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Dolly, Why Feature Transphobe Kid Rock on Your New Album?

Dolly, Why Feature Transphobe Kid Rock on Your New Album?

<p>Dolly, Why Feature Transphobe Kid Rock on Your New Album?</p>

Dolly Parton is all about love, but by singing with the hateful Kid Rock, she’s shown us how much love she has for us.

Dolly Parton is coming out with a new album, and because she's an LGBTQ+ ally, we should all be excited about Dolly’s latest music, right? After all, it includes songs with a verifiable who’s who of rock legends and other LGBTQ+ allies, including Paul McCartney, Stevie Nicks, Lizzo, and Debbie Harry, and queer artists Melissa Etheridge, Miley Cyrus, and Elton John.

Then, for whatever reason, all those great sounds are getting drowned out with the inclusion of the inflammatory homophobe and transphobe that is Kid Rock. Where to begin? First, she has a duet with just about every great rock and roll legend still alive. McCartney, Ringo Starr, John, Pat Benatar, Nicks, and Sheryl Crow, and Parton blights this legendary lineup with the washed-up Kid Rock.

Many of these musicians are in the Rock & Roll Hall of Fame, but not Kid Rock. He’s in the WWE Hall of Fame, an organization that doesn’t bring music top of mind. From all the rock and rollers she could have chosen, why, oh why, Dolly, did you throw us under the bus and choose him? You are a legend, an icon, a global superstar. You are also not naive.

Kid Rock’s latest hateful and downright dangerous stunt was videoing himself shooting up Bud Light beer cans with a rifle, protesting Anheuser-Busch’s decision to send trans activist Dylan Mulvaney personalized Bud Light cans in celebration of her one-year anniversary of her transition. How did that simple gesture hurt him? Yet he soaked up all the glory.

When Kid Rock posted the video, the media went wild. It prompted a column I wrote about why the media was fascinated with a musician, long past his prime, who felt like he’d been “wronged” and fired a gun in protest.

It wasn’t Kid Rock who was the victim with the Bud Light imbroglio, it was Dylan Mulvaney. I took it upon myself to send my commentary to reporters who smothered all over Kid Rock, reminding them that Anheuser-Busch didn’t call out his hate as wrong and that the beer maker left Mulvaney twisting in the wind. Thankfully, most of them updated their stories.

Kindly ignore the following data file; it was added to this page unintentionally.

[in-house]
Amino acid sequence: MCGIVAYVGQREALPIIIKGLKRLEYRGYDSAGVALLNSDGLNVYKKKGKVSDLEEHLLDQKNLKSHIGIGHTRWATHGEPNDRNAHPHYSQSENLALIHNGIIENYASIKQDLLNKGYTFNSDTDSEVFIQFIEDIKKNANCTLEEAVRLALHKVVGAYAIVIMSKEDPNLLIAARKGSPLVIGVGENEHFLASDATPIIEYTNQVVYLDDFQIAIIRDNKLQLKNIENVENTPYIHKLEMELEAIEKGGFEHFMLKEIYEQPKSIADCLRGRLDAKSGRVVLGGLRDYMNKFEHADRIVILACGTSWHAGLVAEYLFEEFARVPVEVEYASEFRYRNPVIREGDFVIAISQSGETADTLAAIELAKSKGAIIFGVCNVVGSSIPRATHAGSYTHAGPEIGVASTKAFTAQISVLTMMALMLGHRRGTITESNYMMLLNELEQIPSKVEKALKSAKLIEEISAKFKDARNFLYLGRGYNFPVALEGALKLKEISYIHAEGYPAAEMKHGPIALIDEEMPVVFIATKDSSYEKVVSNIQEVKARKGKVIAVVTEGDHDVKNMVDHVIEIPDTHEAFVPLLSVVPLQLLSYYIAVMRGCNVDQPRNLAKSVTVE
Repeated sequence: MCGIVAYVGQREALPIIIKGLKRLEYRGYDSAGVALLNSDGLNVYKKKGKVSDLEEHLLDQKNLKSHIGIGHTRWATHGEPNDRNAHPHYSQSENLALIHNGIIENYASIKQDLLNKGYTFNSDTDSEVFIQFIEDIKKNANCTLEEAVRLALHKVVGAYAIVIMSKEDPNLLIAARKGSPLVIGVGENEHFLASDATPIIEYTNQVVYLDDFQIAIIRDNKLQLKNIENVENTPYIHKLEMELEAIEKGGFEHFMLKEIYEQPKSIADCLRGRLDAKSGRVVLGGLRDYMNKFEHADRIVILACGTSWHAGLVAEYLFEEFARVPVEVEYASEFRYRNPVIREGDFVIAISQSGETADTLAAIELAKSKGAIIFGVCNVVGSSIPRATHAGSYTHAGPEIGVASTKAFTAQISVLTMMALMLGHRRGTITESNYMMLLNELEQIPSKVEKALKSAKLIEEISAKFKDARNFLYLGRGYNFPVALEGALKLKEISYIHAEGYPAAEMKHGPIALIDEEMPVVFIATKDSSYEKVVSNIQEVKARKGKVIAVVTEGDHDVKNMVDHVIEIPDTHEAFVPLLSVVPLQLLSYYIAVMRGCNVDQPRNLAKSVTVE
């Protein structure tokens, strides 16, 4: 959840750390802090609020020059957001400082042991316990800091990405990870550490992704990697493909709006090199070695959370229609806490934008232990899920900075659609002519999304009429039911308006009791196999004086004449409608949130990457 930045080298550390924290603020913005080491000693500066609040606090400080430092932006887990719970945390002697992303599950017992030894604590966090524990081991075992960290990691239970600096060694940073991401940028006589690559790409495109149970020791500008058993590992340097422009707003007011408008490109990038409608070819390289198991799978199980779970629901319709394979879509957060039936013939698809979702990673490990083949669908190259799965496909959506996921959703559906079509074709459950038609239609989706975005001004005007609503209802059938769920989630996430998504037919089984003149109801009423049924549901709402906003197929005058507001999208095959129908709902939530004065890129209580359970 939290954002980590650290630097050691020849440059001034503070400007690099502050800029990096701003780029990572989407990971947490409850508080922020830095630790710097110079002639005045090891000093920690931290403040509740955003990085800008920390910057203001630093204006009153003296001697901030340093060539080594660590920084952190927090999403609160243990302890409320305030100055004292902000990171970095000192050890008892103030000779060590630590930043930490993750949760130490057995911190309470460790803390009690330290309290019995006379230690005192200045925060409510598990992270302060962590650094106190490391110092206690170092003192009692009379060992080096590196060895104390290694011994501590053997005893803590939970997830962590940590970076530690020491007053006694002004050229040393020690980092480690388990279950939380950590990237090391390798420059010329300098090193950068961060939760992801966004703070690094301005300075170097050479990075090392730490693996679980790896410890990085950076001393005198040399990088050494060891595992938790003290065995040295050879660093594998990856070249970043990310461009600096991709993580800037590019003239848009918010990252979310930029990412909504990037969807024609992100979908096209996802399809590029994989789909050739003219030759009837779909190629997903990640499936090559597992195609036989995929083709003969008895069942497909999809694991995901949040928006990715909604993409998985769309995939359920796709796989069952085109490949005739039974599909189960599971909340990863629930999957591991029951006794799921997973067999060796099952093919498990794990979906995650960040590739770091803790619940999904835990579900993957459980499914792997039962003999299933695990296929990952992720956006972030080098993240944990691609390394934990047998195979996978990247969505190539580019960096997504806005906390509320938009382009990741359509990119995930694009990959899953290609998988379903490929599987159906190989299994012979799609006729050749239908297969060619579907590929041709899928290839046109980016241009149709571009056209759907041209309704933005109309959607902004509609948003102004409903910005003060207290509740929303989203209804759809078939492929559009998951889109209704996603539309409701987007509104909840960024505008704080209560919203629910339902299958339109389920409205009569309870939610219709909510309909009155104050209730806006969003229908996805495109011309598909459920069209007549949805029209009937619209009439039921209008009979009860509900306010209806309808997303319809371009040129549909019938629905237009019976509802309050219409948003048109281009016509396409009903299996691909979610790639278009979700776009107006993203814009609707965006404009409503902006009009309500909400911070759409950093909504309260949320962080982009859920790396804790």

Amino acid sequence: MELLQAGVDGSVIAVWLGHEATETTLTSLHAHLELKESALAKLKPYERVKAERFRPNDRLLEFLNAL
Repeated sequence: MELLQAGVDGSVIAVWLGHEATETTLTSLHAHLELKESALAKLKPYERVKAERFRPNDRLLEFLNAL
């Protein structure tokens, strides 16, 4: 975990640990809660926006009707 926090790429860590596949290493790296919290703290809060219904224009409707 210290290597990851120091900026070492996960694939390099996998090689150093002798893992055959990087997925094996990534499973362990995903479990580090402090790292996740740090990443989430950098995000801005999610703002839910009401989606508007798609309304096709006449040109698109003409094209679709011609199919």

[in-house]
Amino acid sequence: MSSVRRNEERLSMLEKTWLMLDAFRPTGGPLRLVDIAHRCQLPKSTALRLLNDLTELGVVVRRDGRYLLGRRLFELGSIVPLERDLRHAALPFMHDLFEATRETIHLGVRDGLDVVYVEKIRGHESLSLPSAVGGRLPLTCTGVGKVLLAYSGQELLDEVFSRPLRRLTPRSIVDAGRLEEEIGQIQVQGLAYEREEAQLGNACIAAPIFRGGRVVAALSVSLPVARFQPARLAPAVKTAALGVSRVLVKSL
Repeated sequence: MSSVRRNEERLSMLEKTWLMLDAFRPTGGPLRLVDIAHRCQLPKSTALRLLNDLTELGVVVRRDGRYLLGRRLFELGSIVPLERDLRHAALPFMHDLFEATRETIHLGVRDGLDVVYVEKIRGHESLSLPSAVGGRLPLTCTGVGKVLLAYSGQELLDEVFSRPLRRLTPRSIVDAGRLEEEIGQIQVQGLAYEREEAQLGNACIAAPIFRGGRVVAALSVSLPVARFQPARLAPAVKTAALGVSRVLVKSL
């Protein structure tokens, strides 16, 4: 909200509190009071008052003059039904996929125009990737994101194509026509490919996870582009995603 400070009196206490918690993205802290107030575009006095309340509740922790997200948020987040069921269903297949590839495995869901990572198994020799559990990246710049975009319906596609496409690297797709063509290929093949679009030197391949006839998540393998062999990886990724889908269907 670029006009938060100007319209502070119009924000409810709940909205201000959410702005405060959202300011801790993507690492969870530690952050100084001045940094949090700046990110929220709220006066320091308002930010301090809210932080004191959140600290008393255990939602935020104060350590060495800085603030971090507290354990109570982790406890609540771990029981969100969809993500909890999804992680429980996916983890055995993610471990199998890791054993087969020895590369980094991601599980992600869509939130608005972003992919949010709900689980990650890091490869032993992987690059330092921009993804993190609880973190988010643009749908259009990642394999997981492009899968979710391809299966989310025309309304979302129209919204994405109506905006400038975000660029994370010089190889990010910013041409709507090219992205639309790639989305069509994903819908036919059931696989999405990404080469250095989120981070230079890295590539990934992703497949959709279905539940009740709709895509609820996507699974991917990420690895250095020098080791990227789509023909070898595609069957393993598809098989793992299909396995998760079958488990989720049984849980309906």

The media eventually saw the truth, but not until Kid Rock’s video spread all over social media, only sparking more hate for the transgender community at a time when trans adults and youth desperately need all the love they can get.

Parton is all about love, which is why her decision to pair up with Kid Rock is all the more baffling and insulting. Granted, many of her country music fans are littered among all the red states that are passing anti-LGBTQ+ legislation as if they were all competing against each other; however, there is a whole slew of artists she could have chosen who would have satisfied the red state haters without selecting a hater who only emboldens the hate.

What’s even more puzzling is that Dolly is a very smart woman with a very valuable brand. She is not locked in some cave at Dollywood. Five years ago, we ran a slideshow of eight times Dolly has been in our corner since 1991. She expressed her love of drag, sang an anthem to the trans community, and came out against bathroom bans.

However, there was one thing she said that caught my attention. She spoke out about people who criticize and judge LGBTQ+ people. "[Dollywood is] a place for entertainment, a place for all families, period," she said. "It's for all that. But as far as the Christians, if people want to pass judgment, they're already sinning. The sin of judging is just as bad as any other sin they might say somebody else is committing. I try to love everybody."

Thus, we can presume that Dolly loves Kid Rock despite all the hate that he levels against us. It’s not hard to find how cruel Kid Rock is. It would be easy for her to do what I did, Google “Kid Rock, history, LGBTQ+ community,” and she would have found a treasure trove of news articles where Kid Rock, with a rifle in hand, has us in his crosshairs.